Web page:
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attend. president trump was honored to be given an opportunity to participate in hurricane relief efforts. >> thank you so much for coming together and putting your differences aside. it is so incredible. >> reporter: among musical guests, lady gaga who announced a partnership to create a mental health program for hurricane victims. >> so the response to these disasters must encompass emotional needs as well as physical well being. >> reporter: an historic night in response to devastation and inspiration of historic proportions. in college station, texas, cnn. >> and we'll be right back. hi, i'm the internet! you know what's difficult? adulting... hi, guys. i'm back. time to slay! no,i have a long time girlfriend. you know what's easy? building your website with godaddy. get your domain today and get a free trial of gocentral. build a better website in under an hour.
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the militia movement isn't new to the u.s. but shifting political landscape is shining a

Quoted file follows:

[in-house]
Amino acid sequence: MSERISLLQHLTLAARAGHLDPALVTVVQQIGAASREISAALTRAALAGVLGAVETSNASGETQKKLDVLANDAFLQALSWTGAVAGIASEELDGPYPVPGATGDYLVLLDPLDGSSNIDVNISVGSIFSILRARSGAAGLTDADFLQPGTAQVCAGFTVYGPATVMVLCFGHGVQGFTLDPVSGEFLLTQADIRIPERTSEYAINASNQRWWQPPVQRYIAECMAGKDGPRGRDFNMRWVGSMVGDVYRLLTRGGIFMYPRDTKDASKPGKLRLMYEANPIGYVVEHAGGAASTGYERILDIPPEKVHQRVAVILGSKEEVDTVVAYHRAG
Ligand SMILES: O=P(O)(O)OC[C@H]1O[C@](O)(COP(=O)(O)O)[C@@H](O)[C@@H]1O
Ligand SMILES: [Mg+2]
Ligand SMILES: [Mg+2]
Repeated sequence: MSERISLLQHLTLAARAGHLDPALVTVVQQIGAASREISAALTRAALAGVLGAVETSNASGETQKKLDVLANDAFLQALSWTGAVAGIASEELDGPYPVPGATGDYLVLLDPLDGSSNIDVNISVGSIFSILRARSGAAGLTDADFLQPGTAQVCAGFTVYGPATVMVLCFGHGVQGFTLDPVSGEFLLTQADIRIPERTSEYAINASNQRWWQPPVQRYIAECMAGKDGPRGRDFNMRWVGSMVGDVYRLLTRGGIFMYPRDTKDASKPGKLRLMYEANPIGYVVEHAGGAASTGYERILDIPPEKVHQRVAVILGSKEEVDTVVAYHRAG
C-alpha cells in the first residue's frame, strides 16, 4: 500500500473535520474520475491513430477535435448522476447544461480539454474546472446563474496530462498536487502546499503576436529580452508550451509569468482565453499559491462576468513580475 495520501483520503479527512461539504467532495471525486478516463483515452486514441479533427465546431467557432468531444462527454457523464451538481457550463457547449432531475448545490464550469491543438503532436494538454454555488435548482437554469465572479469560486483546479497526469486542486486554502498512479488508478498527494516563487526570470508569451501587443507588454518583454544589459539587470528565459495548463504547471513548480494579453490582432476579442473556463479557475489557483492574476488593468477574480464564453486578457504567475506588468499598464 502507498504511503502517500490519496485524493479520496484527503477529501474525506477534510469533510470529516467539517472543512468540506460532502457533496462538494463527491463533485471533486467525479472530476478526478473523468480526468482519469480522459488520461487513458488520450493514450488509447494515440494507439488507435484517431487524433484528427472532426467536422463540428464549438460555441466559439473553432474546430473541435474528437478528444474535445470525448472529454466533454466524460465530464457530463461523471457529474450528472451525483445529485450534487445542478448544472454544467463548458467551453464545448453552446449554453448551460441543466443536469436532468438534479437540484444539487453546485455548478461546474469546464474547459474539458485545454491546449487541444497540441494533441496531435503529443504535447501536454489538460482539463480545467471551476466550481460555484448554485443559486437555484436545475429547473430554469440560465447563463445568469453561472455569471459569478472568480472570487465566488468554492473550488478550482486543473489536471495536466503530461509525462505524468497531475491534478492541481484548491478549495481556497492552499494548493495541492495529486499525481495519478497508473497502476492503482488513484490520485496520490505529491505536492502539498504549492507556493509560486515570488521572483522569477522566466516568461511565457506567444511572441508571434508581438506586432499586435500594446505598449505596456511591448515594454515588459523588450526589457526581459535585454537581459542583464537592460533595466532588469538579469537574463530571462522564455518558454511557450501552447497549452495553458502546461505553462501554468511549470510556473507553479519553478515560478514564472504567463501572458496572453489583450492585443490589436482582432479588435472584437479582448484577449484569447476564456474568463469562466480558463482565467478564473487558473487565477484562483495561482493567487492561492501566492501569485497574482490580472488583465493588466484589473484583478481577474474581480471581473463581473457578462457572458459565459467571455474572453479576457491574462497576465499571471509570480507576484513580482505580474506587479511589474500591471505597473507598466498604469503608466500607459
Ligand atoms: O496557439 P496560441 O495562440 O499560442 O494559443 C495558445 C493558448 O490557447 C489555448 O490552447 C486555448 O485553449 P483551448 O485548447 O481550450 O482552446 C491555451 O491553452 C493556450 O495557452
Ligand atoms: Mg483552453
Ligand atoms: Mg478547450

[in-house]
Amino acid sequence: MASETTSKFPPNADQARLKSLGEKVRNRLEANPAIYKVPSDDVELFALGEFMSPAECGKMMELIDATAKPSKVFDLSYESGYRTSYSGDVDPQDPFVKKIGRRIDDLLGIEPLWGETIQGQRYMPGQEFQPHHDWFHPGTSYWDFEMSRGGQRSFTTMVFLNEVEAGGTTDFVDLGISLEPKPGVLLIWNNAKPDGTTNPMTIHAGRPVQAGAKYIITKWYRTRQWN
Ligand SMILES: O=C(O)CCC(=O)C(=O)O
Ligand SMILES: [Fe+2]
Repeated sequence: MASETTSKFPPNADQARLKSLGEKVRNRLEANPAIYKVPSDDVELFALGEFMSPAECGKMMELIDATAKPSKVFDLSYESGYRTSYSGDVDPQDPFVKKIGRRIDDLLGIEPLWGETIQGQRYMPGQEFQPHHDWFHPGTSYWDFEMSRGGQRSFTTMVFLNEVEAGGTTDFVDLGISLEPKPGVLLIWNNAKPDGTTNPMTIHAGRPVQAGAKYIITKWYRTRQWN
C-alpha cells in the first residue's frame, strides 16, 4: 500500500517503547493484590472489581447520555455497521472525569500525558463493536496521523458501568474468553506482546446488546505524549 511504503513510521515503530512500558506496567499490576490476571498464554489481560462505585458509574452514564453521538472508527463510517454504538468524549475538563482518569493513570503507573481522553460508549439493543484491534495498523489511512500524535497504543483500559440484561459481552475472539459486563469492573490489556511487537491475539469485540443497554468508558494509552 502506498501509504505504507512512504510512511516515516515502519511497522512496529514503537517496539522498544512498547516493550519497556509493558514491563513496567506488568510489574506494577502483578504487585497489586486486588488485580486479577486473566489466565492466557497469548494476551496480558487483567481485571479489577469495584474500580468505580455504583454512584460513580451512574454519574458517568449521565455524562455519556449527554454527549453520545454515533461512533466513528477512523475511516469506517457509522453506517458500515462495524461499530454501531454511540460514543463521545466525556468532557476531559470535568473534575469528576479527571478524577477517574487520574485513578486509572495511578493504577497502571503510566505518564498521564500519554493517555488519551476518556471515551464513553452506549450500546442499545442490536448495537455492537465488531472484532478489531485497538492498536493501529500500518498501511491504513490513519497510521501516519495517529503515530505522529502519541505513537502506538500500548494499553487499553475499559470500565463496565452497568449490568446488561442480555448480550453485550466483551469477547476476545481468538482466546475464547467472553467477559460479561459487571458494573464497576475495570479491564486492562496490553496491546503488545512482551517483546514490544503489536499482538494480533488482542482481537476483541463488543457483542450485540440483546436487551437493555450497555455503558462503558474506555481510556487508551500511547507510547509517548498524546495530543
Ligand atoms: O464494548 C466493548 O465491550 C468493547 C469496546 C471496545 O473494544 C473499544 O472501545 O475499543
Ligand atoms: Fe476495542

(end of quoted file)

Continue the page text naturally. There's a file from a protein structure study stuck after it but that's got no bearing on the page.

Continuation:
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light on the collection of extremist groups that see the u.s. constitution as being under threat and are prepared to fight what they call big government. in this week's this is life with lisa ling she embeds with a heavily armed militia deep in the arizona desert preparing for foreign and domestic threats. >> reporter: what boomer wants is training for any sort of threat that he can pass along to his family. >> now it's all back together and we take our towels. >> if he joins he will be expected to attend as many militia gatherings. >> what are the rules when you see a gun? >> don't touch it and tell an adult. >> good job. >> reporter: this weekend it begins with his first intensive training session. then he and the militia will have 90 days to size each other